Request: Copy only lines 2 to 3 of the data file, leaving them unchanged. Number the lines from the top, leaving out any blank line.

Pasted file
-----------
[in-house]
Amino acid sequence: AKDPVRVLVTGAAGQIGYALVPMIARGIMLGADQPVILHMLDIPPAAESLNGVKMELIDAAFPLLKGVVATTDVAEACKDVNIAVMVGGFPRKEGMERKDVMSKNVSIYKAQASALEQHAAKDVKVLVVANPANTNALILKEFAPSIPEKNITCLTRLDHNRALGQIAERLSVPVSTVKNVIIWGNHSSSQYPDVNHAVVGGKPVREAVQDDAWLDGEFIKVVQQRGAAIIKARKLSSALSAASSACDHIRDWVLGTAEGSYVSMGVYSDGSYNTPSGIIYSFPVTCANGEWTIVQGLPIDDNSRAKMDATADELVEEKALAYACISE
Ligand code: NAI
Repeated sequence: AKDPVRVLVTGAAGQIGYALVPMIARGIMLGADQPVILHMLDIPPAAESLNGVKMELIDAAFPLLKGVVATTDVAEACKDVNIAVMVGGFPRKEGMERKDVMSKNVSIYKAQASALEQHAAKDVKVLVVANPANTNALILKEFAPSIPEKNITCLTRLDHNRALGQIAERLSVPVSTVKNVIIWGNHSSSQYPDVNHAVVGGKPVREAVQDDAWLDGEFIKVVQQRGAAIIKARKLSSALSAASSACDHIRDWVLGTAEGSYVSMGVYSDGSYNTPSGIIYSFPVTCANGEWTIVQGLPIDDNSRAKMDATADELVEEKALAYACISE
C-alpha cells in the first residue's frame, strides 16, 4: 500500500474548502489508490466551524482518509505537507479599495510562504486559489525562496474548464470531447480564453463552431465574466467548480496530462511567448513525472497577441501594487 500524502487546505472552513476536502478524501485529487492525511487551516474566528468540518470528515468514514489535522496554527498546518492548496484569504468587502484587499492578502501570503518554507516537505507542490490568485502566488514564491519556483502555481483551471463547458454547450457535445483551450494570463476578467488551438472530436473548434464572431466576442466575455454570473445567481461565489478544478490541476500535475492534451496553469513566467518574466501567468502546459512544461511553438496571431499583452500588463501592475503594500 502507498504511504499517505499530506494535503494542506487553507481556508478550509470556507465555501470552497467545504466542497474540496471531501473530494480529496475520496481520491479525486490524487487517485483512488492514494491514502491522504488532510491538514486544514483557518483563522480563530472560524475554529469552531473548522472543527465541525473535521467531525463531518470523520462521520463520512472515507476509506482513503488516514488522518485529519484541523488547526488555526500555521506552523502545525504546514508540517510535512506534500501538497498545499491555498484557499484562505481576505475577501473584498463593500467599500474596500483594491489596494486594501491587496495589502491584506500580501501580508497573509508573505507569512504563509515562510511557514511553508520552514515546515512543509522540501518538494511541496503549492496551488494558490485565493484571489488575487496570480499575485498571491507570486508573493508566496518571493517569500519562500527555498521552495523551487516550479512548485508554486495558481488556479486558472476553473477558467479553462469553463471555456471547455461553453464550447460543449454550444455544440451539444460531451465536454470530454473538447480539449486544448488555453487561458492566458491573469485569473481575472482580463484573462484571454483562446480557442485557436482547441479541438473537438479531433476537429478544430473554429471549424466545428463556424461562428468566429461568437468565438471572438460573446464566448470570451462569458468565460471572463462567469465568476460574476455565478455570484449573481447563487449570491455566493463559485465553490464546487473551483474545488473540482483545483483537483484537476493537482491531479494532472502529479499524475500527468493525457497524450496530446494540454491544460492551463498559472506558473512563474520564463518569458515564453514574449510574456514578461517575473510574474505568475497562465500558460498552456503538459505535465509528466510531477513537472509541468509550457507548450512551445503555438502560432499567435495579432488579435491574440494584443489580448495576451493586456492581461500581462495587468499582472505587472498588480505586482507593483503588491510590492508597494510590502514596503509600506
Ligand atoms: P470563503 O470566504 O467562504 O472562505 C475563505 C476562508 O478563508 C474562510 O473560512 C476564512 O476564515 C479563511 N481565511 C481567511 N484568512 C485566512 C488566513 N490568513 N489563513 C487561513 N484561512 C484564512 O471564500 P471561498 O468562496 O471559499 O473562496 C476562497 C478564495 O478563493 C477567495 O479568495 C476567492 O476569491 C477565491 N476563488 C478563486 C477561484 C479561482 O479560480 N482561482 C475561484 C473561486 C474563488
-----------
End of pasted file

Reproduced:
Amino acid sequence: AKDPVRVLVTGAAGQIGYALVPMIARGIMLGADQPVILHMLDIPPAAESLNGVKMELIDAAFPLLKGVVATTDVAEACKDVNIAVMVGGFPRKEGMERKDVMSKNVSIYKAQASALEQHAAKDVKVLVVANPANTNALILKEFAPSIPEKNITCLTRLDHNRALGQIAERLSVPVSTVKNVIIWGNHSSSQYPDVNHAVVGGKPVREAVQDDAWLDGEFIKVVQQRGAAIIKARKLSSALSAASSACDHIRDWVLGTAEGSYVSMGVYSDGSYNTPSGIIYSFPVTCANGEWTIVQGLPIDDNSRAKMDATADELVEEKALAYACISE
Ligand code: NAI